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Jonathan Mayo

Clubs dig for diamonds: Rule 5 Draft preview

Clubs dig for diamonds: Rule 5 Draft preview

NATIONAL HARBOR, Md. -- The 2016 Winter Meetings conclude with the annual Rule 5 Draft this morning in National Harbor, Md. Fans can follow a live stream of the Draft here.

Names were slowly trickling in from team suites as the Draft approached, with the Twins having the first overall pick by virtue of having the worst record (59-103) in the big leagues last season. After the Twins, the next four selections go to the Reds, Padres, Rays and Braves. All teams are scouring the list of hundreds of eligible players, getting past reports and evaluations as well as heading out to watch those participating in winter league play.

• Tune in to MLB.com's live stream of the Rule 5 Draft

"Our mentality is we plan to participate," Twins vice president of player personnel Mike Radcliff said. "Our situation, Major League wise, we're diving in for sure. We're continuing to look at the names and we've narrowed it down. Our objective is to go get somebody."

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A handful of names has come up in conversations more than others at this point, with Yimmi Brasoban of the Padres and the Rays' Yonny Chirinos generating the most buzz. Brasoban, 22, has been mentioned the most, a right-hander who made the move to the bullpen in 2015 and made it to Double-A this past season. He can miss bats, but has had command issues. Chirinos, also 22, made it to Double-A as well, pitching both in starting and relief roles along three stops. He's an extreme strike-thrower (1.4 BB/9 ratio in his career).

Two bats who performed well in the Arizona Fall League have also been discussed by teams. Reds infielder Zach Vincej finished second in the AFL with his 1.101 OPS. The 25-year-old spent the 2016 regular season in Double-A and could fit the utiltyman profile teams often look for in the Rule 5.

Pirates infielder Eric Wood also can play multiple positions, but at the corners. Primarily a third baseman, Wood showed he can play first and even left field this past fall, all while hitting .330/.388/.489 and leading the AFL with 20 RBIs.

Other names being heard in the lobby are pitchers Jamie Callahan and Justin Haley, both of the Red Sox, White Sox lefty Jordan Guerrero and Mets infielder Phillip Evans.

Players who first signed at age 18 had to be added to 40-man rosters within five seasons or they became eligible to be drafted by other organizations through the Rule 5 process. Players signed at 19 years or older have to be protected within four seasons. Clubs pay $100,000 to select a player in the Major League phase of the Rule 5 Draft. If that player doesn't stay on the 25-man roster for the full season, he must be offered back to his former team for $50,000. The costs increased from $50,000 and $25,000 to $100,000 and $50,000, respectively, in the new Collective Bargaining Agreement.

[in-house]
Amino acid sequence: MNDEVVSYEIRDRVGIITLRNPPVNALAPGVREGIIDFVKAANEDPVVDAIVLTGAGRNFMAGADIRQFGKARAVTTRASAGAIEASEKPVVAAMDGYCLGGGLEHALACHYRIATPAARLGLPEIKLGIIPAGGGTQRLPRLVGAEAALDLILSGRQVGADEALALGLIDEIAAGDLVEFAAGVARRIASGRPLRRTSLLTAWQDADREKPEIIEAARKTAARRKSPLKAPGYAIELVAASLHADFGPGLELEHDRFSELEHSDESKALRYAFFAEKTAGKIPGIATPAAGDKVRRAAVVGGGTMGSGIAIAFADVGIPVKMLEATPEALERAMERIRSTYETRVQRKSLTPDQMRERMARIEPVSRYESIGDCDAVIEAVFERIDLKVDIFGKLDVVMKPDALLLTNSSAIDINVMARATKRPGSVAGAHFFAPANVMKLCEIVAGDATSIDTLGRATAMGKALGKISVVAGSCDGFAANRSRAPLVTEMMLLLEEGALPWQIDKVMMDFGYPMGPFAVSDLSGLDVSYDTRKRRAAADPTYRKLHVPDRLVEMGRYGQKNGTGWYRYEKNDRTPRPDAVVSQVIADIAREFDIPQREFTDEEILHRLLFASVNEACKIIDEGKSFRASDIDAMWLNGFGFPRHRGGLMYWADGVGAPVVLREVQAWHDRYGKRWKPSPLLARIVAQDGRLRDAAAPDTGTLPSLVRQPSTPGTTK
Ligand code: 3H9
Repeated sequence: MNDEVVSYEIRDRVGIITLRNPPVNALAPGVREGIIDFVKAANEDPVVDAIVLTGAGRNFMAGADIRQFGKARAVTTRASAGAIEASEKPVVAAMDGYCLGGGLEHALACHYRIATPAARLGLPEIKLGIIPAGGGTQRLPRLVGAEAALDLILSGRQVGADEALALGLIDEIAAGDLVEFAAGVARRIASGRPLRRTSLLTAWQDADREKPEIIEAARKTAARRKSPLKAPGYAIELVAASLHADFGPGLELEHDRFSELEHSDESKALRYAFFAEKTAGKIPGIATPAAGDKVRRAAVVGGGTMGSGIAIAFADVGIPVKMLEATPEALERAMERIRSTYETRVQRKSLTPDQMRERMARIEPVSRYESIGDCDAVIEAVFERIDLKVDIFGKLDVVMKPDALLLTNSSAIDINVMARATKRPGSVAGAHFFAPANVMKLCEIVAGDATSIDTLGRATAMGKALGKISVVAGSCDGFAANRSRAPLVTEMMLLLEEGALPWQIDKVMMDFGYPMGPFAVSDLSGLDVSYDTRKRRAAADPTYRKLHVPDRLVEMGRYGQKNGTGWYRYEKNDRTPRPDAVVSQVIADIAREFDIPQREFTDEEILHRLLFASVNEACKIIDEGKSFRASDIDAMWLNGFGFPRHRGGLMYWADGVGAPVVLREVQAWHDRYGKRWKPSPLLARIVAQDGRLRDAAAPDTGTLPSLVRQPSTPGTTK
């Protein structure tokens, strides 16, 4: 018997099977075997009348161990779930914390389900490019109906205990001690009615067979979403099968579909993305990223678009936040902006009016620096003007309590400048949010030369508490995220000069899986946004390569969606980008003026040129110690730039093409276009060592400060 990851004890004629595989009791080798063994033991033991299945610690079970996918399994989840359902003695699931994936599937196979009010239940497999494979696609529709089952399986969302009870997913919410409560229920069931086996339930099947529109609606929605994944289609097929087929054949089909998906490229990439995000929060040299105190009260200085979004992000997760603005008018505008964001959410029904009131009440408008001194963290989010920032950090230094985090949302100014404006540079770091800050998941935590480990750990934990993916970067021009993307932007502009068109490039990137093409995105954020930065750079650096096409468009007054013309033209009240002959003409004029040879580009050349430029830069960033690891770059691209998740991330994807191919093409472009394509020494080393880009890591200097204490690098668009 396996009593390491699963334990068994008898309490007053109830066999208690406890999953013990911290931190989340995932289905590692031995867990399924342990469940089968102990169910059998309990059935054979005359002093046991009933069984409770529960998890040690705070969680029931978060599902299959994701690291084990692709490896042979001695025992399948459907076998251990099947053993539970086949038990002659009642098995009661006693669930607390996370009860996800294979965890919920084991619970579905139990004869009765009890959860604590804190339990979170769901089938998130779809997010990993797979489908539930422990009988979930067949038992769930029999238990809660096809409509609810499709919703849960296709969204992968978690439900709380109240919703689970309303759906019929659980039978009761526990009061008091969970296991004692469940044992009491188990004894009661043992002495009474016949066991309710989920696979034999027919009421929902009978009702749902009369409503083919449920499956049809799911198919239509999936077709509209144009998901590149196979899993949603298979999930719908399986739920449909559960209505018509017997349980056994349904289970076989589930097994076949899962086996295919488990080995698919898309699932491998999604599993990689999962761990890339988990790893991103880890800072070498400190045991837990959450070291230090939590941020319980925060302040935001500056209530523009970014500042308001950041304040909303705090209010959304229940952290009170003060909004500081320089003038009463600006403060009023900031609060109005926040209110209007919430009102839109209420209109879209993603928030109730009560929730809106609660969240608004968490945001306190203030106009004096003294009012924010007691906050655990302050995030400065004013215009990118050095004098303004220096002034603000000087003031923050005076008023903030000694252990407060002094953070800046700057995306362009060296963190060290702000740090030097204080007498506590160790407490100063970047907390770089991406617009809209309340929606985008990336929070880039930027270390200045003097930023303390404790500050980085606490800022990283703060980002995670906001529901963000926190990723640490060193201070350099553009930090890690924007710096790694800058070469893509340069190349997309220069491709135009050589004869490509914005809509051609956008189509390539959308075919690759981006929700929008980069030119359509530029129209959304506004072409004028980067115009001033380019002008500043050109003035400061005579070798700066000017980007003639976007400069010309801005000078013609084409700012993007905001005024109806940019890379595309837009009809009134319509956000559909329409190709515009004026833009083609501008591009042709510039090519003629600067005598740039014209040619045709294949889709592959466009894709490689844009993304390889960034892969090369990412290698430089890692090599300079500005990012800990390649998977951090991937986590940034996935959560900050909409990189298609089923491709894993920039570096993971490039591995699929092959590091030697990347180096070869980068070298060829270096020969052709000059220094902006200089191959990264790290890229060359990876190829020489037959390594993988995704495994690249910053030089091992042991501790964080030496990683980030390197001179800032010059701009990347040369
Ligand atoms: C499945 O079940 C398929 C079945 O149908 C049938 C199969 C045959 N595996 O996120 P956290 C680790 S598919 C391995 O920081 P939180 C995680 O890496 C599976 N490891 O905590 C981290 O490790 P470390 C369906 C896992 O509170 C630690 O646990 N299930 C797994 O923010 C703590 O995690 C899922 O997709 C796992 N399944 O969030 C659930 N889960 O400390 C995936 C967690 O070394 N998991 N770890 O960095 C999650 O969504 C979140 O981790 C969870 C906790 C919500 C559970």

For this year, that means an international or high school Draft pick signed in 2012 -- assuming he was 18 or younger as of June 5 of that year -- has to be protected. A college player taken in the 2013 Draft is in the same position.

Over the last couple of years, the Major League portion of the Rule 5 Draft hasn't been overly active. Last year, there were 16 selections. In 2014, 14 picks were made. Much of that is because of the rule change with the previous CBA to give teams an extra year before having to protect players, meaning fewer diamonds in the rough are left unprotected after that extra year of development and evaluation.

Despite the Major League phases being brief of late, they have been successful. Of the 14 players from two years ago, 10 weren't returned to their original organization. Last year, 10 of the 16 saw at least a little big league time for the team that acquired them and seven weren't returned. Biagini pitched in the postseason for the Blue Jays and Bowman pitched very meaningful innings for the Cardinals all year. Considering that the Rule 5 Draft is considered to be a bit of a needle-in-a-haystack exercise, it's a very high success rate.

"Like every other phase of baseball, there's more stuff to evaluate," Radcliff said. "It's way more precise because of the analytics and how every team goes about its business. Not just guys like us picking first, every team has holes or cracks. There will always be those holes you can address with outside talent."

There is also a Minor League phase of the Rule 5 draft, with the costs rising from $12,000 to $24,000 for a Triple-A pick (anyone not protected on a big league or Triple-A roster is eligible). The Double-A phase of the draft has been eliminated. Players selected in this portion of the Draft aren't subject to any roster restrictions with their new organizations.

Below is the Rule 5 Draft order, based on the reverse order of standings from the end of the 2016 regular season, with how many players were on each team's 40-man roster as of Thursday in parentheses. A team can't participate in the Major League phase if there isn't room on its roster.

1. Twins (39)
2. Reds (38)
3. Padres (33)
4. Rays (39)
5. Braves (40)
6. A's (40)
7. D-backs (38)
8. Phillies (40)
9. Brewers (39)
10. Angels (39)
11. Rockies (37)
12. White Sox (39)
13. Pirates (38)
14. Marlins (37)
15. Royals (39)
16. Astros (40)
17. Yankees (39)
18. Mariners (40)
19. Cardinals (39)
20. Tigers (39)
21. Giants (39)
22. Mets (40)
23. Orioles (36)
24. Blue Jays (38)
25. Dodgers (40)
26. Red Sox (39)
27. Indians (38)
28. Nationals (37)
29. Rangers (39)
30. Cubs (35)

Jonathan Mayo is a reporter for MLBPipeline.com. Follow him on Twitter @JonathanMayo and Facebook, and listen to him on the weekly Pipeline Podcast. This story was not subject to the approval of Major League Baseball or its clubs.